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Thanks for the reminder about the Vinaya, @Viveka, that’s something I should read more thoroughly. It’s probably a little unbalanced that most of us put so much more emphasis on the suttas.

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I have been reading the Dhammapada, Gil Fronsdal’s translation. I have needed something gentle and reassuring…so beautiful. The best little book in the world. :blush::hibiscus::herb:

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You are reading the SA/SN texts on particular topics. The following publications on SA/SN samyuttas by Choong Mun-keat may be relevant and useful for your reading interest:

“A comparison of the Pāli and Chinese versions of Nāga Saṃyutta, Supaṇṇa Saṃyutta, and Valāhaka Saṃyutta, early Buddhist discourse collections on mythical dragons, birds, and cloud devas”, Journal of the Oxford Centre for Buddhist Studies, 2020 (18), pp. 42-65.

“A comparison of the Pāli and Chinese versions of Okkantika Saṃyutta, Uppāda Saṃyutta, Kilesa Saṃyutta and Rāhula Saṃyutta, early Buddhist discourses on entering, arising, affliction, and the Venerable Rāhula”, Journal of the Oxford Centre for Buddhist Studies, 2018 (14), pp. 20-36.

“A comparison of the Chinese and Pāli Saṃyukta/Saṃyuttas on the Venerable Mahā-Maudgalyāyana (Mahā-Moggallāna)”, Buddhist Studies Review (Journal of the UK Association for Buddhist Studies), v. 34.1 (2017), pp. 67-84.

“A comparison of the Pali and Chinese versions of the Kassapa Samyutta, a collection of early Buddhist discourses on the Venerable Kasyapa”, Journal of the Royal Asiatic Society (Cambridge University Press), vol. 27, issue 2 (2017), pp. 295-311.

“A comparison of the Chinese and Pali versions of the Sariputra Samyukta, a collection of early Buddhist discourses on the Venerable Sariputra”, in Journal of the Oxford Centre for Buddhist Studies, vol.10, May 2016, pp. 27-52.

“A Comparison of the Pāli and Chinese Versions of the Brahma Saṃyutta, a Collection of Early Buddhist Discourses on Brahmās, the Exalted Gods”, Buddhist Studies Review (Journal of the UK Association for Buddhist Studies), vol. 31.2, pp. 179-194 (2014)

“A Comparison of the Pāli and Chinese Versions of the Gāmani Samyutta, a Collection of Early Buddhist Discourses to Headmen”, Journal of Oxford Centre for Buddhist Studies, vol. 7, pp. 98-115 (2014)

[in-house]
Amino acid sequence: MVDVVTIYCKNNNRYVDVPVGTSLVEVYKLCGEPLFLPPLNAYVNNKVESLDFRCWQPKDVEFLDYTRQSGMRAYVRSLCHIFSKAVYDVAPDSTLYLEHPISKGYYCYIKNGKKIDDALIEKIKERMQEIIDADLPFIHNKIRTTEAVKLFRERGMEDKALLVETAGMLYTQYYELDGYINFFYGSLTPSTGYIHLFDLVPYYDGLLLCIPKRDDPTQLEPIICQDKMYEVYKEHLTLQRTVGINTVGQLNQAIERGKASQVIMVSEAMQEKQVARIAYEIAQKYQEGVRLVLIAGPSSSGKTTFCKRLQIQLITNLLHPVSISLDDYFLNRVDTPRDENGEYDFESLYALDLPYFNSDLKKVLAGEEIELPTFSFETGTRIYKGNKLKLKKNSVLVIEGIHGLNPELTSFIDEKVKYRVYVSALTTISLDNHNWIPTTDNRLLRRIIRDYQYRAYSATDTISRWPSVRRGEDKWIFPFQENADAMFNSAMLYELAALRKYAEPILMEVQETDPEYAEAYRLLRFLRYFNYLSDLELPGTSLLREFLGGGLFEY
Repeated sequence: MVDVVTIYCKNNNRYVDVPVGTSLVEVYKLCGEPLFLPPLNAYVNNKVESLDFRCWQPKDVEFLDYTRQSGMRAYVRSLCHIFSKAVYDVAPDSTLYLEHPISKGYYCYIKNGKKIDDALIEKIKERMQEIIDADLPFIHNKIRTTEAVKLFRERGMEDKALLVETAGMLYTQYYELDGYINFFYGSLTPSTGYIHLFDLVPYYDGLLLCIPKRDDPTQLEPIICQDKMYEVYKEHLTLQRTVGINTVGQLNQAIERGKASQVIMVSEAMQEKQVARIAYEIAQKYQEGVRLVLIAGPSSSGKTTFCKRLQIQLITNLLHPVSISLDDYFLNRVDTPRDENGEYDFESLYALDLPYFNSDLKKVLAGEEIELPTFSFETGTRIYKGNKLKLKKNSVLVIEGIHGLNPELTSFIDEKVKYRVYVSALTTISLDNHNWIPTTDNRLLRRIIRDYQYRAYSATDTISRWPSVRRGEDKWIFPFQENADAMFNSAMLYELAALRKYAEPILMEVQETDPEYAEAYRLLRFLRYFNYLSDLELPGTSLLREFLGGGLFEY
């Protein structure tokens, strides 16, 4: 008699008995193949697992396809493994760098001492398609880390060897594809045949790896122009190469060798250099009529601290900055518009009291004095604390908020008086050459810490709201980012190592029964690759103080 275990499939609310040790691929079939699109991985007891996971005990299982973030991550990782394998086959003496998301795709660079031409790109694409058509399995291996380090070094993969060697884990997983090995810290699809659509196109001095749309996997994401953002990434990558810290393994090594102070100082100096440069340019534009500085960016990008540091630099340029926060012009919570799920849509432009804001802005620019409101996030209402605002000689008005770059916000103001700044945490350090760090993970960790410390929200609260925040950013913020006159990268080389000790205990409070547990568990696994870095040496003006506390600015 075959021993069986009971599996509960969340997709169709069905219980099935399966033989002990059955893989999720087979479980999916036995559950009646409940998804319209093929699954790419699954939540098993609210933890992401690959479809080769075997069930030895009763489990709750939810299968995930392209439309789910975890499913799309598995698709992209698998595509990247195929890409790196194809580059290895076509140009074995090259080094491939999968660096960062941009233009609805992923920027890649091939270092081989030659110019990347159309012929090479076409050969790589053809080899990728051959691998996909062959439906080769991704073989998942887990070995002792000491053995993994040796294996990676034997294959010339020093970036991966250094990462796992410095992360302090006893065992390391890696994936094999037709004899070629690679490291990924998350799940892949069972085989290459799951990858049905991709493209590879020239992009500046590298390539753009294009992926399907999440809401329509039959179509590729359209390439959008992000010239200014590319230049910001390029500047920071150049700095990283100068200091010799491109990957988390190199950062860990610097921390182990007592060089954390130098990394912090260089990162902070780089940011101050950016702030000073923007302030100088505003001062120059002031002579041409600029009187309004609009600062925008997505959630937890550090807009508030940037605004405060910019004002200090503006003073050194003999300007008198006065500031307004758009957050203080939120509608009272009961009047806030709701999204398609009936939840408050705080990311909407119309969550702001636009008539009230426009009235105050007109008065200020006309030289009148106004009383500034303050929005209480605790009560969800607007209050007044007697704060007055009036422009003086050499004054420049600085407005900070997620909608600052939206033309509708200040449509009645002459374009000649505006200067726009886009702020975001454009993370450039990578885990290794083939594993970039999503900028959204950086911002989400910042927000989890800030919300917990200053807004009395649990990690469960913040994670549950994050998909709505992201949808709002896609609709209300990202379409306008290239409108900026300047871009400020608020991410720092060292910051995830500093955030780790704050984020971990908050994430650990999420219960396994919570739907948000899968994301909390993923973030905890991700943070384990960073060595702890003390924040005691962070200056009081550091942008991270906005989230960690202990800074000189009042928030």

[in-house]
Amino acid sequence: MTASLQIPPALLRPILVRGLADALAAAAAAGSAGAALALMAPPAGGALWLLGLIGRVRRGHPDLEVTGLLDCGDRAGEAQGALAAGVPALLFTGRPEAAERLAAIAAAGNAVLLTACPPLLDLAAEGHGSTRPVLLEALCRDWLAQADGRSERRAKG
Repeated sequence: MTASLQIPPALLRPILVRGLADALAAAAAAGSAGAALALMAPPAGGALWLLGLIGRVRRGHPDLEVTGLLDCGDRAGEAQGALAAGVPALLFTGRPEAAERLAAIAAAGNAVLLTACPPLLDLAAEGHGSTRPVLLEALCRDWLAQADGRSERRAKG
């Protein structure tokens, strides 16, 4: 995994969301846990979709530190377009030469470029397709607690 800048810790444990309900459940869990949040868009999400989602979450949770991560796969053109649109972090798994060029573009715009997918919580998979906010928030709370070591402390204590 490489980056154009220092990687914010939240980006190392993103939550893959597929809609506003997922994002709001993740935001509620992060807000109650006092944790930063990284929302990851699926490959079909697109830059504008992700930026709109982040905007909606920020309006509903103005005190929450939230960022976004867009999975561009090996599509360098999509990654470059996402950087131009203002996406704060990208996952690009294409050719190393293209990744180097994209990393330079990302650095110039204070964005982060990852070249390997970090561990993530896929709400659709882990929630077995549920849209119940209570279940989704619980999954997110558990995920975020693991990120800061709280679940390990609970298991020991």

"A comparison of the Pali and Chinese versions of the Sakka Samyutta, a collection of early Buddhist discourses on ‘Sakra, ruler of the gods’ ", in Journal of the Royal Asiatic Society, vol. 22, issue 3-4, October 2012 (Cambridge University Press), pp. 561–574.

“A comparison of the Chinese and Pali versions of the Bala Samyukta, a collection of early Buddhist discourses on “Powers” (Bala)”, in Journal of the Oxford Centre for Buddhist Studies, vol.2, May 2012, pp. 84-103.

"A comparison of the Pali and Chinese versions of the Devata Samyutta and Devaputta Samyutta, collections of early Buddhist discourses on devatas “gods” and devaputras “sons of gods” ", Journal of the Oxford Centre for Buddhist Studies, vol.1, October 2011, pp. 60-88.

“A comparison of the Pali and Chinese versions of the Mara Samyutta, a collection of early Buddhist discourses on Mara, the Evil One”, The Indian International Journal of Buddhist Studies’, vol.10, 2009, pp. 35-53

“A comparison of the Pali and Chinese versions of the Brahmana Samyutta, a collection of early Buddhist discourses on the priestly Brahmanas”, Journal of the Royal Asiatic Society, vol. 19, issue 03, July 2009 (Cambridge University Press), pp. 371-382.

“A comparison of the Pali and Chinese versions of the Vangisa-thera Samyutta, a collection of early Buddhist discourses on the Venerable Vangisa”, Buddhist Studies Review 24 (1), 2007, pp. 35-45.

“A comparison of the Pali and Chinese versions of the Bhikkhu Samyutta, a collection of early Buddhist discourses on monks”, Buddhist Studies Review 23 (1), 2006, pp. 61-70.

“A comparison of the Pali and Chinese versions of the Kosala Samyutta, an early Buddhist discourse on King Pasenadi of Kosala”, The Indian International Journal of Buddhist Studies 7, 2006, pp. 21-35.

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I have been primarily reading SA/SN doctrinal suttas that correspond well to each other.
Next goal is to expand reading to MA/MN but hasn’t started yet.